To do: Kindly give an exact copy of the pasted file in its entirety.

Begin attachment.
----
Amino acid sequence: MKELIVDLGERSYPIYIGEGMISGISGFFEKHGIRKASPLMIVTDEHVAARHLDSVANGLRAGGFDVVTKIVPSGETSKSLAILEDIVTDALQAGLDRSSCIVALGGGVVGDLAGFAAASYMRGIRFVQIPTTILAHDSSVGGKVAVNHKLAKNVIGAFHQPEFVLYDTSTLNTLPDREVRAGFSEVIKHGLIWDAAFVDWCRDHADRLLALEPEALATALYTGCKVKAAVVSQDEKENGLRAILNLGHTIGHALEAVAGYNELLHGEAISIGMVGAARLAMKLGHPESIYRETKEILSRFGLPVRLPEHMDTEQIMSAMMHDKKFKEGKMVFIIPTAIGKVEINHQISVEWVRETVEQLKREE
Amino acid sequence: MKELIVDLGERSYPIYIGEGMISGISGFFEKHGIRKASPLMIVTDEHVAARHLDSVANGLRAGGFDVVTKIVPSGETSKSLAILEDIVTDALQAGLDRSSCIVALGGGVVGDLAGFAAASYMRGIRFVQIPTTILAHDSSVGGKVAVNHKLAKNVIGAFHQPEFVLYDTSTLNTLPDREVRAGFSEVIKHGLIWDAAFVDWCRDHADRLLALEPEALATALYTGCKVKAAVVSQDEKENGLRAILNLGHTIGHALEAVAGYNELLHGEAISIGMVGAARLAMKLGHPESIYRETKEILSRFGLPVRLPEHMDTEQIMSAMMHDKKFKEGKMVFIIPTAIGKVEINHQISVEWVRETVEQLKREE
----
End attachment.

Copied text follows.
Amino acid sequence: MKELIVDLGERSYPIYIGEGMISGISGFFEKHGIRKASPLMIVTDEHVAARHLDSVANGLRAGGFDVVTKIVPSGETSKSLAILEDIVTDALQAGLDRSSCIVALGGGVVGDLAGFAAASYMRGIRFVQIPTTILAHDSSVGGKVAVNHKLAKNVIGAFHQPEFVLYDTSTLNTLPDREVRAGFSEVIKHGLIWDAAFVDWCRDHADRLLALEPEALATALYTGCKVKAAVVSQDEKENGLRAILNLGHTIGHALEAVAGYNELLHGEAISIGMVGAARLAMKLGHPESIYRETKEILSRFGLPVRLPEHMDTEQIMSAMMHDKKFKEGKMVFIIPTAIGKVEINHQISVEWVRETVEQLKREE
Amino acid sequence: MKELIVDLGERSYPIYIGEGMISGISGFFEKHGIRKASPLMIVTDEHVAARHLDSVANGLRAGGFDVVTKIVPSGETSKSLAILEDIVTDALQAGLDRSSCIVALGGGVVGDLAGFAAASYMRGIRFVQIPTTILAHDSSVGGKVAVNHKLAKNVIGAFHQPEFVLYDTSTLNTLPDREVRAGFSEVIKHGLIWDAAFVDWCRDHADRLLALEPEALATALYTGCKVKAAVVSQDEKENGLRAILNLGHTIGHALEAVAGYNELLHGEAISIGMVGAARLAMKLGHPESIYRETKEILSRFGLPVRLPEHMDTEQIMSAMMHDKKFKEGKMVFIIPTAIGKVEINHQISVEWVRETVEQLKREE